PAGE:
Human beings crave progress. That craving distorts what we work on. Vital pursuits with less tangible progress are frequently sidelined for trivialities we can check off a to-do list.
Think of the last time you updated your computer. Just having the progress bar made the wait more bearable. The inching left to right may have been inconsistent. It may have been downright misleading, as the frustration at witnessing it stall forever at exactly 99% can attest.
But imagine how much harder it would be to wait if the progress bar weren’t even there.
Progress itself is good. But it is more easily measured in some pursuits than others. This leads to tractability bias—the tendency to focus on pursuits with more conspicuous progress.1
An example: last week I was working on a new book proposal. Writing the opening chapter was hard. I’d end some days thinking, “Well, at least this time I got to 1500 words before deciding to throw it all in the trash.”
In the same time, I could have easily written three or four essays for this blog. Except, writing a new book has much greater potential than even a brilliant essay. Had I written the essays I would have felt productive. It just would have been on something that mattered much less.2
Sieging the Castle
My friend, Cal Newport, has likened the theorem-proving efforts of a computer scientist to sieging a castle.3 First you try the front gate, and get repelled. Then you try the ramparts on the side. You dig tunnels and construct battering rams. Progress is zero until you finally break through.
Morale is a perennial issue for besieging generals. Frustrations and fatigue mount with each failure. If success doesn’t arrive quickly, many armies will simply abandon the fight. It’s easier to plunder the countryside, even if it will never lead to a lasting conquest.
The choice between easy raids and hard sieges appears in our work as well. The routine tasks to tick off versus the real work that makes your career.
Tractability is Inversely Related to Opportunity
Tractable tasks are easier. But that also means there is more competition. Paul Graham argues this is a major factor behind the success of companies like Stripe:
For over a decade, every hacker who’d ever had to process payments online knew how painful the experience was. Thousands of people must have known about this problem. And yet when they started startups, they decided to build recipe sites, or aggregators for local events. Why? Why work on problems few care much about and no one will pay for, when you could fix one of the most important components of the world’s infrastructure?
Though the idea of fixing payments was right there in plain sight, they never saw it, because their unconscious mind shrank from the complications involved. You’d have to make deals with banks. How do you do that? Plus you’re moving money, so you’re going to have to deal with fraud, and people trying to break into your servers. Plus there are probably all sorts of regulations to comply with. It’s a lot more intimidating to start a startup like this than a recipe site.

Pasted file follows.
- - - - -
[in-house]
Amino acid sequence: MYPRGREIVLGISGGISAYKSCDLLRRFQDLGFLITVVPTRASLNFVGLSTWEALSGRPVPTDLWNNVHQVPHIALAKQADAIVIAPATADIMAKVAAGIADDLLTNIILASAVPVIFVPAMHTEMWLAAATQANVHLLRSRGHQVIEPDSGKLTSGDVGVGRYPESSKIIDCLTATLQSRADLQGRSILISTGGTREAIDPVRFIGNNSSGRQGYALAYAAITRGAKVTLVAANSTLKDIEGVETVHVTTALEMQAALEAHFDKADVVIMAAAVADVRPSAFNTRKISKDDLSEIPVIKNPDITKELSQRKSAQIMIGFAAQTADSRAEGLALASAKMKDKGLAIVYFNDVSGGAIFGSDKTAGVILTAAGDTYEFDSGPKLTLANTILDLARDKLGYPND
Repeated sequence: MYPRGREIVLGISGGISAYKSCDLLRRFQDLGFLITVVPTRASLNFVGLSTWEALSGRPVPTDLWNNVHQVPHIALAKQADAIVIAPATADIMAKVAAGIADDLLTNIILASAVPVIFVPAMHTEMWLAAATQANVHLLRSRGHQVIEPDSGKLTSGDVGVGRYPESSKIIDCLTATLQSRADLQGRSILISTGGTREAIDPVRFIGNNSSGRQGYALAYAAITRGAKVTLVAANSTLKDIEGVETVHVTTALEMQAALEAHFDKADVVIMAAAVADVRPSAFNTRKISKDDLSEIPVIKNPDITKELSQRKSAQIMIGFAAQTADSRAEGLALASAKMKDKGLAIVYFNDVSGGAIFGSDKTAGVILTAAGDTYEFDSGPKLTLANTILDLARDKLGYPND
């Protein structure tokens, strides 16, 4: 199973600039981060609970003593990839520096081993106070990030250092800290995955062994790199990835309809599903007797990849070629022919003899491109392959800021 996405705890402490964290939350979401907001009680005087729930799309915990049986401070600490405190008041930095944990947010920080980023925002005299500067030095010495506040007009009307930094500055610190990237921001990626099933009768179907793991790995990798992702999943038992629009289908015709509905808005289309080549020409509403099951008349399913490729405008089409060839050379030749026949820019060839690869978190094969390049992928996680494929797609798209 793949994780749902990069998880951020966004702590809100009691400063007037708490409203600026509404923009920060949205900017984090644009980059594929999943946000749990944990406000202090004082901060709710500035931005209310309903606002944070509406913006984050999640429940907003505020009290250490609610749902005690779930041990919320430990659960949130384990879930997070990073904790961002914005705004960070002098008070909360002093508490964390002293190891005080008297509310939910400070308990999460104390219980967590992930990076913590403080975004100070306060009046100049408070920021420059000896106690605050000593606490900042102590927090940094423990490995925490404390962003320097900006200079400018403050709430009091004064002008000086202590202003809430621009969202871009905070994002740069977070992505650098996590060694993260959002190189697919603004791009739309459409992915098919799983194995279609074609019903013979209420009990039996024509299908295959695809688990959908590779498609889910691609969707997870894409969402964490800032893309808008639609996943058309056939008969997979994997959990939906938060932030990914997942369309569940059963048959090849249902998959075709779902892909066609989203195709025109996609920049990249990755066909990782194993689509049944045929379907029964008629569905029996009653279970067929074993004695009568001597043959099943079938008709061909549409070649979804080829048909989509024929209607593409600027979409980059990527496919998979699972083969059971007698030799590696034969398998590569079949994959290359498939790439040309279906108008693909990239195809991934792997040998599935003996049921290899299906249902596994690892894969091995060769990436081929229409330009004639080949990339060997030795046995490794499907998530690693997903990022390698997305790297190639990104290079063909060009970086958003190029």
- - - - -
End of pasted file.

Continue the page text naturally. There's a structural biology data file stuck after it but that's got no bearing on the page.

A recipe website is tractable. Break it down, code up the features and you’re done. Creating a payment platform is not. But, if you can slog through the difficulties, the space is more valuable because the competition is sharply reduced.
Not all important work is intractable. But it is the intersection of intractability and importance that stymies us. Paying deliberate attention to that overlap matters because we’re more likely to neglect it.
Making the Real Work More Tractable
It’s hard to feel progress when sieging a castle. You may have failed in the last attempt, and in doing so learned one more thing that doesn’t work. But how many more failures are still to come? Will breakthrough eventually be forthcoming? There’s no progress bar because the distance is still unknown.
But I think there are efforts we can make in our productivity systems to shift away from the easy satisfaction of checking off to-do items.
One strategy is to elevate the status of your sincere attempts. If your day is measured primarily in words written rather than hours of writing, this naturally pushes to more tractable tasks.
Another is to narrow what counts as the “real” work. I’ve found keeping a deep work tally enormously helpful. It prevents me from counting emailing, calls and other activity in a way that distorts away from more central challenges.
Finally a key to combat tractability bias is simply to stop tracking. If a metric misleads, it may be better to stop paying attention to it. If counting the number of books you read is keeping you from the longer, more important works—stop counting. If tallying up Twitter likes is keeping you from writing deeply-researched prose—stop tallying. If collecting citations is keeping you from writing your thesis—don’t track the total.
Real progress occurs when we hold the maxim that it is better to fail at what matters than to succeed at something trivial.
- I can’t take credit for this term. A reader used it when commenting on my essay Do the Real Thing, but I’m not sure where he got it either.
- This isn’t to imply essays are always lesser than books. Simply that, in my case, having written over 1500 essays, I would move closer to my writerly aspirations by working through the difficulties of another book.
- Cal discusses this in a private lesson in our Life of Focus course.